With the advent of emerging network technologies and the heightened need for tighter security strategies, Access Control Systems (ACS) are becoming incredibly important to many organizations. Carrying around a growing set of keys is cumbersome and unnecessary with the right technology. In addition, there’s the expense to consider. One DGI customer reported that they spend more than $20,000 issuing new keys every few months because of staff changes, lost keys and other vulnerabilities. Remember: when one key is lost, goes home with a former employee or is compromised, you have to change locks and keys for every single person. ACS makes a lot of sense for organizations, providing solutions for everything from enhanced security to increased profits to better traffic flow through your facility. But there are also several considerations that many access control vendors don’t explain.
Here Are Three Things Your Access Control System Vendors Won’t Tell You1. Most Vendors Don’t Own the Entire Solution
Typically, vendors will specialize in one area of ACS. There are actually six aspects of access control: hardware, low-voltage cabling, high-voltage cabling, IT integration, door hardware, and badge creation and policy. When implemented correctly, these six disciplines create a delicate ecosystem of security, convenience, and reliability. When you use vendors that only handle one or two aspects, that ecosystem is all but impossible to create. We’ve literally seen situations where one vendor will install the hardware but they won’t connect it to the doors, because that’s not their specialty. This makes installation a nightmare and makes maintenance an inevitable exercise in finger-pointing. The best option is to find a vendor who actually manages all facets of ACS.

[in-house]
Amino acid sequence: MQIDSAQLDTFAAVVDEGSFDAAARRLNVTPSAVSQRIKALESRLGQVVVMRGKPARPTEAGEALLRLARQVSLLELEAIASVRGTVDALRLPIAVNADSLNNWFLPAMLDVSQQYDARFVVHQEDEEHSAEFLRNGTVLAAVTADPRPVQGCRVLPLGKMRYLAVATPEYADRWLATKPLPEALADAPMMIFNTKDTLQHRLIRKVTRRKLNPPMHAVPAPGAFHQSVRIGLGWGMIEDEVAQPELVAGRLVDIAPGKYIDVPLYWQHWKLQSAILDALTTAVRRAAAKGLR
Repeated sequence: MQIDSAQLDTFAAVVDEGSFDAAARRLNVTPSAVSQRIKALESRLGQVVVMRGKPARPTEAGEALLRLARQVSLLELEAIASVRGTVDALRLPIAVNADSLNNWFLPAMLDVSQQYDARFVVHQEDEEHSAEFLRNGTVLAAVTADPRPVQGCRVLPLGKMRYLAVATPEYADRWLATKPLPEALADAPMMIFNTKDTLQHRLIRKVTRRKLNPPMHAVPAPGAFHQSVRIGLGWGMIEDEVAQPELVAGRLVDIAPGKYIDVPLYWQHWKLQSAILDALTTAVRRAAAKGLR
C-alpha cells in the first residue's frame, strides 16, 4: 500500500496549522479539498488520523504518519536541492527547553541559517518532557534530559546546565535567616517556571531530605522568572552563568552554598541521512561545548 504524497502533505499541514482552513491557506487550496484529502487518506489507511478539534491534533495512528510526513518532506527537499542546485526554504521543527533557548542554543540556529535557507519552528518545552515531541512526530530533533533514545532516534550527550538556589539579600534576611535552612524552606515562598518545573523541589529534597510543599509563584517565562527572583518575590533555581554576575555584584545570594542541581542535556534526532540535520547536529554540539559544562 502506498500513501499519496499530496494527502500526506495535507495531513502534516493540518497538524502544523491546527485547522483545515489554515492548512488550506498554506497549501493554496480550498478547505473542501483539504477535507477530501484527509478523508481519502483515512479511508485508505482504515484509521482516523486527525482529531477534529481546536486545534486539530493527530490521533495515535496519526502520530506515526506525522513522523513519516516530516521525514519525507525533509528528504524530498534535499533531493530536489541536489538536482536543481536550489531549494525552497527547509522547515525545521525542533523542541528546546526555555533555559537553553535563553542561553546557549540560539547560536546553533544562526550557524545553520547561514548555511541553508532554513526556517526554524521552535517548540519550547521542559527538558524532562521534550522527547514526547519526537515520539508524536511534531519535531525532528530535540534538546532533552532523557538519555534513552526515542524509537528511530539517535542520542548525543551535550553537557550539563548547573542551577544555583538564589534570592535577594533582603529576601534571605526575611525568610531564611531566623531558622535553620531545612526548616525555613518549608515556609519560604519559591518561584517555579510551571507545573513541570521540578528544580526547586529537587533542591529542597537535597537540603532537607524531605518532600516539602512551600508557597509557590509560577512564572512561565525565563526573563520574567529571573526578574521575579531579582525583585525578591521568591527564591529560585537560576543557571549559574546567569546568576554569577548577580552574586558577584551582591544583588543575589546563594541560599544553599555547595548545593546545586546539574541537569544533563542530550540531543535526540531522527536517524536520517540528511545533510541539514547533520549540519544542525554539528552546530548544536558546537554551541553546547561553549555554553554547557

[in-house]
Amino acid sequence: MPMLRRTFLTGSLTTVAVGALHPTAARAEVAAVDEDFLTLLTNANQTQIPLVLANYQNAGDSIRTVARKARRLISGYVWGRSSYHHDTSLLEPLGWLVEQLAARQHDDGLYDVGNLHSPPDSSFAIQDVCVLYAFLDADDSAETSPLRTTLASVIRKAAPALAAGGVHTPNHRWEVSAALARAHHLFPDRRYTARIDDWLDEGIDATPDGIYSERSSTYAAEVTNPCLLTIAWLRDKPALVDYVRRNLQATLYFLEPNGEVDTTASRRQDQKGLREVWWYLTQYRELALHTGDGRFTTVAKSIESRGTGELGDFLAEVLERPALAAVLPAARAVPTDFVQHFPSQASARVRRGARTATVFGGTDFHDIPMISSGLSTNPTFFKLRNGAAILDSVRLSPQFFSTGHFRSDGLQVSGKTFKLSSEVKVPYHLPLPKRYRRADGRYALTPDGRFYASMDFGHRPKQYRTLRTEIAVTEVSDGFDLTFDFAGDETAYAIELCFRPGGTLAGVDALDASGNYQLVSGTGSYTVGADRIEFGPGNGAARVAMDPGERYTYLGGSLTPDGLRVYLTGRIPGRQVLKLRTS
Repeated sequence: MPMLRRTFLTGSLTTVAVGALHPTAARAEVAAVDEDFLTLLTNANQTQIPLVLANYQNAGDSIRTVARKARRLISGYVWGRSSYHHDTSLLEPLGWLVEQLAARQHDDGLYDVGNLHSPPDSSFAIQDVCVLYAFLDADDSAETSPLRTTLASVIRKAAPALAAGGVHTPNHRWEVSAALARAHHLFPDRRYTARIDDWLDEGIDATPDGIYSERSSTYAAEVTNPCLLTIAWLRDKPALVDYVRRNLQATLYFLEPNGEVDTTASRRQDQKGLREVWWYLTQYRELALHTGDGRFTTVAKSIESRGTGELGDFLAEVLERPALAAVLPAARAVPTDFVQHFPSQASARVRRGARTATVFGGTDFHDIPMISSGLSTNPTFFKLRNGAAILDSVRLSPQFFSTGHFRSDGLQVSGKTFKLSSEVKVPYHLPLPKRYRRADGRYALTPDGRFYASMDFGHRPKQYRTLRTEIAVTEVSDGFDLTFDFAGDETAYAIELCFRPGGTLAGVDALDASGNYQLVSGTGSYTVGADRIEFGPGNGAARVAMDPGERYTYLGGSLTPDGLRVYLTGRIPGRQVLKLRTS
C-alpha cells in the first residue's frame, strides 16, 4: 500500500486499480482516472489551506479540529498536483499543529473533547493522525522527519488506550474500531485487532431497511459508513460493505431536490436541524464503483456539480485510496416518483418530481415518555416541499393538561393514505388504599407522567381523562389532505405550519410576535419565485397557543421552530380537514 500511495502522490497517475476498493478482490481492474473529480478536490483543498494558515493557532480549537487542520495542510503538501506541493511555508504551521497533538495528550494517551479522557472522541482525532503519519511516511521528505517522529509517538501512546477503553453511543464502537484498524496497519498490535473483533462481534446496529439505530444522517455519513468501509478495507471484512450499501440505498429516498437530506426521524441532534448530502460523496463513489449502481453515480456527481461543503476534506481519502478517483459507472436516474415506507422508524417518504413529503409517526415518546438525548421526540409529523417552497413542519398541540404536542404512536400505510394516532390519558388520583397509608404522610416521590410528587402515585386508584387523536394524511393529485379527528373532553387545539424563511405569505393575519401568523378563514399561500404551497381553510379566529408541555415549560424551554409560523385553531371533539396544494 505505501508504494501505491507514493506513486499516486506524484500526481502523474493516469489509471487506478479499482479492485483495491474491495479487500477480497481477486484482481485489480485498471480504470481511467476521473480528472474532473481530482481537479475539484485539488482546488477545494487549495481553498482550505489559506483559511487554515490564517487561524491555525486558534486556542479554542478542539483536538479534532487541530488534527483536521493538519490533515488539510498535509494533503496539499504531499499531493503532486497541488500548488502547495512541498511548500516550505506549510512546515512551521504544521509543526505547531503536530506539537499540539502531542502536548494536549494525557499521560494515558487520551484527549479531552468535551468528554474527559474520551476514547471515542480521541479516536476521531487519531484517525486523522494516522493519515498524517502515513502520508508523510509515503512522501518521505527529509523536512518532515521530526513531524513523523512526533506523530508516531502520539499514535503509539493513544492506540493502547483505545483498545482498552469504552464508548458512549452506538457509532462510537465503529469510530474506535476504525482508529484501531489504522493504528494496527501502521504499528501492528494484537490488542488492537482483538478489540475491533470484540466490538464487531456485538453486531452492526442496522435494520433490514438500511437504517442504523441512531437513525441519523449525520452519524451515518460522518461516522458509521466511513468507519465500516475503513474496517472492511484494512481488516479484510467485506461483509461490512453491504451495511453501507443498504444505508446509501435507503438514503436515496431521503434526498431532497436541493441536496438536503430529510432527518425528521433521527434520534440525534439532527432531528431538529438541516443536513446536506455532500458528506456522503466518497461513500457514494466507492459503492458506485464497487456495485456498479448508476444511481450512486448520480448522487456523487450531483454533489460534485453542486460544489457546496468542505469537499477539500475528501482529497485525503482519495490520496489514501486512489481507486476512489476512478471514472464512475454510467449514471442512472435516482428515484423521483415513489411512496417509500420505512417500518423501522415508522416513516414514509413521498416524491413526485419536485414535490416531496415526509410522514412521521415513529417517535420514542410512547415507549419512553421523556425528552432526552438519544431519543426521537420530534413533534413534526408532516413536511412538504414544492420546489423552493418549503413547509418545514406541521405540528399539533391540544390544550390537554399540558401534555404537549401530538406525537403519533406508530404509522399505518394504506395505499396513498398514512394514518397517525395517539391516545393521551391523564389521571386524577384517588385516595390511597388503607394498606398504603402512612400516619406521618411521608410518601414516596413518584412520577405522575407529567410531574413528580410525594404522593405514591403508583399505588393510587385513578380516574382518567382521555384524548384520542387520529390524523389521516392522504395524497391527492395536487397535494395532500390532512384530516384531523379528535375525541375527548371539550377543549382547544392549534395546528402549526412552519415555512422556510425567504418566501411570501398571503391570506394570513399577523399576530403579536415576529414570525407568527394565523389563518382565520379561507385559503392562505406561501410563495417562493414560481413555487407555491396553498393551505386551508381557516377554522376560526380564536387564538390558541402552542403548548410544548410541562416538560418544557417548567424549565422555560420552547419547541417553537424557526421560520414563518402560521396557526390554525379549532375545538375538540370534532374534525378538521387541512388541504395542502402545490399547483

2. It’s a Big Investment
While it can certainly solve financial liabilities in the long run, and can even be used to increase profitability, there’s a pretty high cost of entry with most ACS vendors. We’ve seen many situations where it turns into a multimillion dollar investment. When you consider the hardware, cabling and infrastructure, controllers, peripheral equipment, labor, and management costs, it’s a pretty big undertaking for most organizations. Now, there are many benefits to ACS, but you need to work with a partner who’s willing to shoulder most of the up-front capital expenditures to help alleviate the burden on your organization.
3. It Is Not a Stand-Alone Solution
As we mentioned before, your ACS solution should be a part of your security eco-system. It should address the business objectives you are trying to achieve, and all key stakeholders need to provide input to ensure that there is a clear understanding of what those objectives are. This is very difficult to accomplish when you have a vendor who is only interested in coming in, installing access pads, and leaving. You need a vendor who will look first at the goals you are trying to achieve, take the time to discuss your overall security strategy, then determine how ACS can contribute to that strategy. In addition, it’s important to partner with an organization that can help you measure the efficacy of your ACS solution. Again, this is incredibly difficult with a typical vendor who doesn’t get into the details of your organization and what you are trying to accomplish, so be sure to keep these things in mind as you’re vetting potential access control providers.